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Why the New York Appeals Court Judges Reversed Harvey Weinstein’s Conviction

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It was Valentine’s Day earlier this year when, in an Albany courtroom, the seven judges that make up the New York State Court of Appeals spent part of their day hearing oral arguments about potentially overturning the nearly four-year-old landmark trial in which Hollywood producer Harvey Weinstein was found guilty of two of five felony counts of rape, resulting in a prison sentence of 23 years. On Thursday, more than two months later, the court announced it has reversed the mogul’s conviction in what is a shocking move to many and a pivotal moment in the #MeToo era.

Others who were closely watching the case and the proceedings on that February day in Albany may feel less shocked by the reversal. That Wednesday, the court’s seven judges — four women and three men — held both defense and the prosecution attorneys to account for their arguments, which centered around the 2020 trial judge’s out-of-the-ordinary decisions that defense attorney Arthur Aidala argued — often with booming outrage — crushed any chance of a fair trial for Weinstein.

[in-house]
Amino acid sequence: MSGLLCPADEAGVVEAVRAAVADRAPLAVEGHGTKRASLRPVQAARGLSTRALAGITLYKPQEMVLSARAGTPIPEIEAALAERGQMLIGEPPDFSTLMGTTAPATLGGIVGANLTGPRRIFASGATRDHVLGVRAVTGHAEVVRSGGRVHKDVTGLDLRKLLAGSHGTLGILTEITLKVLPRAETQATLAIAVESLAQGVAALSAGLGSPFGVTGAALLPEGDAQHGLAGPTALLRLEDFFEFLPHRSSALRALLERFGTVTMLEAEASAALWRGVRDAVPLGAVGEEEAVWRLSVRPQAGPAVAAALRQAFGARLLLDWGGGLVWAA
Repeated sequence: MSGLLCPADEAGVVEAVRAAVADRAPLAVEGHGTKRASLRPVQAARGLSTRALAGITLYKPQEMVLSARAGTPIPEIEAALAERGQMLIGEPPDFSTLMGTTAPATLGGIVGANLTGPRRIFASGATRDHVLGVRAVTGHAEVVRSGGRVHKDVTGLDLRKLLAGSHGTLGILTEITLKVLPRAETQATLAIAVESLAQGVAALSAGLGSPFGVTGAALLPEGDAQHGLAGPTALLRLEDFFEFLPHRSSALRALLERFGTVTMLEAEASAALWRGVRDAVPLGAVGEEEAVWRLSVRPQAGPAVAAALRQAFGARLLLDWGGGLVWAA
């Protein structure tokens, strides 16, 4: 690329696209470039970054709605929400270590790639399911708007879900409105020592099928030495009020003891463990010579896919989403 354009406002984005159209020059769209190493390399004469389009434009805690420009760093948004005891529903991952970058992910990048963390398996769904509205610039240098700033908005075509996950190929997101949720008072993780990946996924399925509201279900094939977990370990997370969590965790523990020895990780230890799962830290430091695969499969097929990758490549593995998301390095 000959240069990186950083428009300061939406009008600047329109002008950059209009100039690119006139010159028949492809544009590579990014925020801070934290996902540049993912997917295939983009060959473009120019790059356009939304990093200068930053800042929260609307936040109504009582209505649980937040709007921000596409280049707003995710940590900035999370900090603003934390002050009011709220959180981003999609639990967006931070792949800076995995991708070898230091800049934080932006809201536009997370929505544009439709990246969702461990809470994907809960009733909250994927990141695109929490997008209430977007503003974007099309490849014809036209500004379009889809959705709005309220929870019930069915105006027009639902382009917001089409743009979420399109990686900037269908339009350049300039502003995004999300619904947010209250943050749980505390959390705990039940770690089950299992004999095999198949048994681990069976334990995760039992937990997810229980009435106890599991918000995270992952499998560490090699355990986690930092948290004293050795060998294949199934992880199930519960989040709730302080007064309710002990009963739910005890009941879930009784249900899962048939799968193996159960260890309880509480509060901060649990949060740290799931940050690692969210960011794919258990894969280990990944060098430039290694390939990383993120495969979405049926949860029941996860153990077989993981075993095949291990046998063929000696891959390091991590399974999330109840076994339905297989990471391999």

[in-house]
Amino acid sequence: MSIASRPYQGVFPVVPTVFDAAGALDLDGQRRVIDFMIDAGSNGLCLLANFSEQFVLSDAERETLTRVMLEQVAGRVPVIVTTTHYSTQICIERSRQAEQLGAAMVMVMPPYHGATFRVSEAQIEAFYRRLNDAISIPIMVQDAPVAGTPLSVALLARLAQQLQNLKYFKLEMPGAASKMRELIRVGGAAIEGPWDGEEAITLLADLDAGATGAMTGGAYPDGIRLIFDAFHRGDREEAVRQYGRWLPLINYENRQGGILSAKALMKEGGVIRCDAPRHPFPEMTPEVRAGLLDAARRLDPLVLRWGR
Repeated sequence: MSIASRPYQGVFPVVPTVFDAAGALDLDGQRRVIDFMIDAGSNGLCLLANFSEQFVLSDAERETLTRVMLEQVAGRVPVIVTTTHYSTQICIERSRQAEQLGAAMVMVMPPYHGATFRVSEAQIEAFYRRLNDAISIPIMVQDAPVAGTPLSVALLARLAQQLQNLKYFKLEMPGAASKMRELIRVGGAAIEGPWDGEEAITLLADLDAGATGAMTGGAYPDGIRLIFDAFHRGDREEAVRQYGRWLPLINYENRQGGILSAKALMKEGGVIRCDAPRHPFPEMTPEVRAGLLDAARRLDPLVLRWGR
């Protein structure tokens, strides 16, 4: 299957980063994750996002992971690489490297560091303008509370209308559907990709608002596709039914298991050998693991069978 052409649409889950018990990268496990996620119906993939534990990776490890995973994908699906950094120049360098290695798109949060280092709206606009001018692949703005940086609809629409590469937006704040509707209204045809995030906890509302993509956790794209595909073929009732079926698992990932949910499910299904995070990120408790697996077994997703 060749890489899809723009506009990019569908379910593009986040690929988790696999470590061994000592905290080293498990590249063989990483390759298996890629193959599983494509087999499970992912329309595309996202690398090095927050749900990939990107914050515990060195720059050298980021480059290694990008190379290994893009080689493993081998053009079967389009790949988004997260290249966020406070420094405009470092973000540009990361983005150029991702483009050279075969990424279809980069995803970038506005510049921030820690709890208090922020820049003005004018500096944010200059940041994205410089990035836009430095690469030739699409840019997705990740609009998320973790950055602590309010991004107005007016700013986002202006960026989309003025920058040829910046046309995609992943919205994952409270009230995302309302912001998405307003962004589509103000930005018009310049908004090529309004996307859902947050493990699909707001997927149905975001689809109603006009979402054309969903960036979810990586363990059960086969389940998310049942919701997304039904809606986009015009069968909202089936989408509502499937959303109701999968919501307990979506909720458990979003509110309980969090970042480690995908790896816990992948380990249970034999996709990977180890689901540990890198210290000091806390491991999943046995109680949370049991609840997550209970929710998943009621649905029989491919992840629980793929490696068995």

The Feb. 14 proceedings at the New York Court of Appeals

The 71-year-old convicted sex criminal and former Hollywood power player was found guilty at his 2020 New York trial of forcibly performing oral sex on a TV and film production assistant in 2006, and rape in the third degree for an attack on an aspiring actress in 2013. Since he was serving out his 23 years at a Rome, N.Y. prison, he reportedly watched the Feb. 14 proceedings from a closed-circuit TV.

Questioned that day were two key moves that Judge James Burke made in 2020: His decision to allow three women whose accusations against Weinstein were not in the purview of the case to testify as so-called Molineux witnesses (trial witnesses allowed to testify about criminal acts that the defendant has not been charged with committing) to establish the Hollywood power broker had a predatory pattern. Burke also said he would allow the prosecution to confront the defendant on the stand about past behavior that was also not related to the cases of the two women accusing him of sexual assault. Weinstein, who maintains his innocence, opted not to defend his actions as consensual encounters to avoid being questioned about two dozen-plus alleged acts of misbehavior, which Aidala said went back four decades.

Joshua Ritter, a criminal defense attorney and former prosecutor for the Los Angeles District Attorney’s Office, says Burke “really dropped the ball.” He explains, “It’s up to the judge to be the gatekeeper of this evidence, and the appellate court didn’t mince words when it said he abused his discretion in ways that led to errors that weren’t harmless.”